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Four 'What Ifs' Yankees fans will spend the winter asking themselves

Thanks to a heart-stopping, 4-3 win at Yankee Stadium on Wednesday night, the Red Sox are moving on. Over the course of four games, Boston proved that it was the better team -- it won 108 games in the regular season for a reason, after all -- and a blockbuster ALCS matchup with the Astros awaits.

For the Yankees and their fans, though, the next few weeks (heck, the next few months) are going to be full of nothing but what-ifs -- what-ifs that, in the interest of catharsis, we've broken down in detail below.

We'll get through this together, guys.

What if they came up with the big hit in Game 1?

Five early runs against J.A. Happ put New York in a Game 1 hole. But its bullpen kept it within striking distance, and as the game wore on, the Yankee offense seemed to finally stir to life. Two singles in the sixth knocked Chris Sale out of the game, allowing New York's lineup to attack Boston's more vulnerable middle relief -- a plan that very well could've worked, were it not for the torrent of runners left in scoring position. 

The opportunities are almost too numerous to list. Didi Gregorius came up with runners on the corners in that sixth inning, but could only manage a run-scoring fielder's choice. A wild pitch and two walks later, with the Red Sox 'pen seemingly on the ropes, Gleyber Torres worked a full count against Brandon Workman ... but swung through ball four:

The seventh was much of the same: two singles and a walk put the tying run on first with no one out, but all New York could manage was a strikeout, another fielder's choice and a groundout.

In all, the Yankees went 1-for-7 with runners in scoring position, made even more painful by the fact that they wound up losing by just a run. If any of those at-bats go the other way, does New York steal Game 1 and put the pressure on Boston? Do they take a 2-0 lead back home to a raucous Yankee Stadium? And if they do, would Games 3 and 4 have panned out differently?

What if Aaron Boone pulled CC Sabathia sooner?

Even in his age-38 season, Sabathia was a steady hand in New York's rotation, so you can understand why Boone wanted to stick with his guy. Still, after a shaky first two innings, it was clear by the third that the lefty just didn't have it -- three hits, a hit-by-pitch and a wild pitch gave the Red Sox an early 3-0 lead and put the Yankees in a position they desperately wanted to avoid in an elimination game.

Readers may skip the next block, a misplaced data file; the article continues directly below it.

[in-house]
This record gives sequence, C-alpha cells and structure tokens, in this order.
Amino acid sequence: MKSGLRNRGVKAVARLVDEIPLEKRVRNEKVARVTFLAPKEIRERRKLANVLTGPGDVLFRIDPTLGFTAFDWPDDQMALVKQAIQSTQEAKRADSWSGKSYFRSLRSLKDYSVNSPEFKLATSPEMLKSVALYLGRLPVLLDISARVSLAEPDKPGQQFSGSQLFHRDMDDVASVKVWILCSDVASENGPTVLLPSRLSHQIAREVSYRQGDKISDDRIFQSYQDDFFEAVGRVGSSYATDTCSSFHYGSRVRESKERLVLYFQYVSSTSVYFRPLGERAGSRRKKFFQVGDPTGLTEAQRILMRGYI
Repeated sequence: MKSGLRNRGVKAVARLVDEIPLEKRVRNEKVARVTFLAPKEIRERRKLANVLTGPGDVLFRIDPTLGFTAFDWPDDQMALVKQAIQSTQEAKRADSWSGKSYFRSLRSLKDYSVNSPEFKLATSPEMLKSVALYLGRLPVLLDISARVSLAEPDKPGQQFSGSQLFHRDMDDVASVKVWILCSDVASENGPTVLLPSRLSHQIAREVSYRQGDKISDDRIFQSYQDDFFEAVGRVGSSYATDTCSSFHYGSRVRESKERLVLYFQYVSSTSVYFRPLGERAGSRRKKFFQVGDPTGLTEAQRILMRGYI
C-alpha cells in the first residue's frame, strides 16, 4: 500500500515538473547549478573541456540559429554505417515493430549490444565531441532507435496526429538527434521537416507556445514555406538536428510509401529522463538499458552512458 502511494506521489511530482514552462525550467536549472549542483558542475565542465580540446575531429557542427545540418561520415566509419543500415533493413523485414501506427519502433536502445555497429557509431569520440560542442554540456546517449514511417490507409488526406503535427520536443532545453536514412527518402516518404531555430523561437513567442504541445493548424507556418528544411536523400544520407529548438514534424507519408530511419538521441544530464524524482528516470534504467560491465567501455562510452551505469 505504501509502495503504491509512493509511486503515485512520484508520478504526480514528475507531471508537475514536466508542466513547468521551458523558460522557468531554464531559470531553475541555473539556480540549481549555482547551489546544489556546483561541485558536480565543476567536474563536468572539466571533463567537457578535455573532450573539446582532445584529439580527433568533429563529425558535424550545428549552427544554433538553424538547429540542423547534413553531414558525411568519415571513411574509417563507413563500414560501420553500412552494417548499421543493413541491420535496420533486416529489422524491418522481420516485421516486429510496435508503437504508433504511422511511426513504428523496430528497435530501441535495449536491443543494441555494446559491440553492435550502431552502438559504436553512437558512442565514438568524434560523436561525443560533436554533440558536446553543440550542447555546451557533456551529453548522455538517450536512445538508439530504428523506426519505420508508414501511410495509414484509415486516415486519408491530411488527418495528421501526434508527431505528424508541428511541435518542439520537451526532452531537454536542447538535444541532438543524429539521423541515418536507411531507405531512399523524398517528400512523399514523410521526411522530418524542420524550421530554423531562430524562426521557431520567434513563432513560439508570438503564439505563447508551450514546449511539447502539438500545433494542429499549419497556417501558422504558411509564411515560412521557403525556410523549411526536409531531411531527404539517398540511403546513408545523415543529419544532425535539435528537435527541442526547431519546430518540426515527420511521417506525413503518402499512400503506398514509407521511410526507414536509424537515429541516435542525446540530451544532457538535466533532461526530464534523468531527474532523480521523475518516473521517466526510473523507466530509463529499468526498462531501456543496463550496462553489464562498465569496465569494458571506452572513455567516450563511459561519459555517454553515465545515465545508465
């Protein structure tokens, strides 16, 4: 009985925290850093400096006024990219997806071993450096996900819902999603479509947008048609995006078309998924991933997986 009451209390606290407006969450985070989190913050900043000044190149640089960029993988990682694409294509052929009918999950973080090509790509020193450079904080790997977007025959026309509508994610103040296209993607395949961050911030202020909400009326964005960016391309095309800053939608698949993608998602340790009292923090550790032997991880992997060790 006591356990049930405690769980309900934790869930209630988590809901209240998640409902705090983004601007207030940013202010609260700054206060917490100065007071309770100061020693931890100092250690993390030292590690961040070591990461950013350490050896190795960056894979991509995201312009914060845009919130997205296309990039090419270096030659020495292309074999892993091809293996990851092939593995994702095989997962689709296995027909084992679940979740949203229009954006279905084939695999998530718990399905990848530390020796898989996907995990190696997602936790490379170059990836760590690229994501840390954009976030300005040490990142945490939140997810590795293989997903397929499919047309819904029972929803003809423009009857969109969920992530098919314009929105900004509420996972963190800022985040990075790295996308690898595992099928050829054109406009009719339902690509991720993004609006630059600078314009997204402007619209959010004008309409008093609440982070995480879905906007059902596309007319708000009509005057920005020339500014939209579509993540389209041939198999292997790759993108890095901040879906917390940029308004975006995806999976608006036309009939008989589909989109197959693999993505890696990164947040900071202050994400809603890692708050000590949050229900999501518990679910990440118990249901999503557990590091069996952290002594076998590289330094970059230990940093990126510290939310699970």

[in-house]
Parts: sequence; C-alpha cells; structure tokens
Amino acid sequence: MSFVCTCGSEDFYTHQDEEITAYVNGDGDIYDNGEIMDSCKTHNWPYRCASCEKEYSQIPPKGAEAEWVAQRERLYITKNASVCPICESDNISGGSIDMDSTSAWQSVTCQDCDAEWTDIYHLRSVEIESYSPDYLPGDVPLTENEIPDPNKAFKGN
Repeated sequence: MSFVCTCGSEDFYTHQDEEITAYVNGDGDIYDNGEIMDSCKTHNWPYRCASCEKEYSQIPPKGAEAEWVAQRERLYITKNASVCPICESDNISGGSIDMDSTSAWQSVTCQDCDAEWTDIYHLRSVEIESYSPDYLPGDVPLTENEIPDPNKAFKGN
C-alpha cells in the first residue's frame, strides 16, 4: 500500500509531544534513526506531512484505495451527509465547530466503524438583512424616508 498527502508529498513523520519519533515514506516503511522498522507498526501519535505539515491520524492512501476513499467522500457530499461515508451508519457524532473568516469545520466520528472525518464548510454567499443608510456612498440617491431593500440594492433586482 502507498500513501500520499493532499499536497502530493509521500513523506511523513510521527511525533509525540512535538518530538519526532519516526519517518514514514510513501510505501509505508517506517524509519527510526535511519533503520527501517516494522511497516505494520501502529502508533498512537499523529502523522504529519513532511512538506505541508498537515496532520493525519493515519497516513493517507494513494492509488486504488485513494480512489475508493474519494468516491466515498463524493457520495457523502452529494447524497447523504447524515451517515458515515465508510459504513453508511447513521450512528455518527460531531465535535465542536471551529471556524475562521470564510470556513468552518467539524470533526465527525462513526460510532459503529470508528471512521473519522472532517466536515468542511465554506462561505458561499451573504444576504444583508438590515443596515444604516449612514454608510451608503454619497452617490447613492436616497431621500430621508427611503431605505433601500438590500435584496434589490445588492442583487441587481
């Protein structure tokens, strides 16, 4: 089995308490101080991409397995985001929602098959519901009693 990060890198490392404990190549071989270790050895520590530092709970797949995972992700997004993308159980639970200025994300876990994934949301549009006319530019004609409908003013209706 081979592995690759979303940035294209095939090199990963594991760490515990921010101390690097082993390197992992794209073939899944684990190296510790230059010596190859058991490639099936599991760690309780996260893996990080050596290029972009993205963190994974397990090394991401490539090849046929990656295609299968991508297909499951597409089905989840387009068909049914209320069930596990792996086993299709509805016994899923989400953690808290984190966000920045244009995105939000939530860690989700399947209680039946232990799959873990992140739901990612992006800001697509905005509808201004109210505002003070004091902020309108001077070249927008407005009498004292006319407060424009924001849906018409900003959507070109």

What if Boone had gone to the bullpen sooner -- say, after J.D. Martinez hit a booming sac fly to score the game's first run? The Yankees bullpen went on to allow just three hits and one run over six innings of work, and they might've kept things tighter.

What if Aaron Hicks' line drive stays fair?

Rick Porcello largely cruised through his five innings of work. But he ran into a little trouble in the fifth, when two hits and a sac fly got New York on the board and the crowd back into the game. Next up was Aaron Hicks, and on an 0-1 pitch, Porcello made a mistake by leaving a fastball middle-middle ... only for Hicks to rip it just foul:


Even Porcello thought it was out off the bat:


The Yankees hit a few balls hard that just couldn't find fair territory (or avoid Boston's frankly unfair outfield defense), but none loomed larger than that.

What if literally anything about the ninth inning of Game 4 plays out differently?

Yankees fans will probably spend the entire offseason replaying that sequence of events, and it's hard to blame them. Elimination games rarely go quietly, and sure enough, Aaron Judge and Didi Gregorius both got on to lead off the bottom of the ninth against Craig Kimbrel. That brought up Giancarlo Stanton as the potential tying run -- but he struck out swinging. 

Then things really went off the rails: Luke Voit walked and Neil Walker got plunked -- 14 of Kimbrel's first 17 pitches were out of the zone -- to bring the winning run into scoring position with just one out. This was it; the moment New York had waited for. Come through here, and all the other missed opportunities melt away in a winner-take-all Game 5. Alas, Gary Sanchez's potential walk-off grand slam fell just shy, Eduardo Nunez's throw to first was just in time to get Gleyber Torres and the series was over.

New York, whenever you're ready to move on from the grieving process, allow me to draw your attention right here.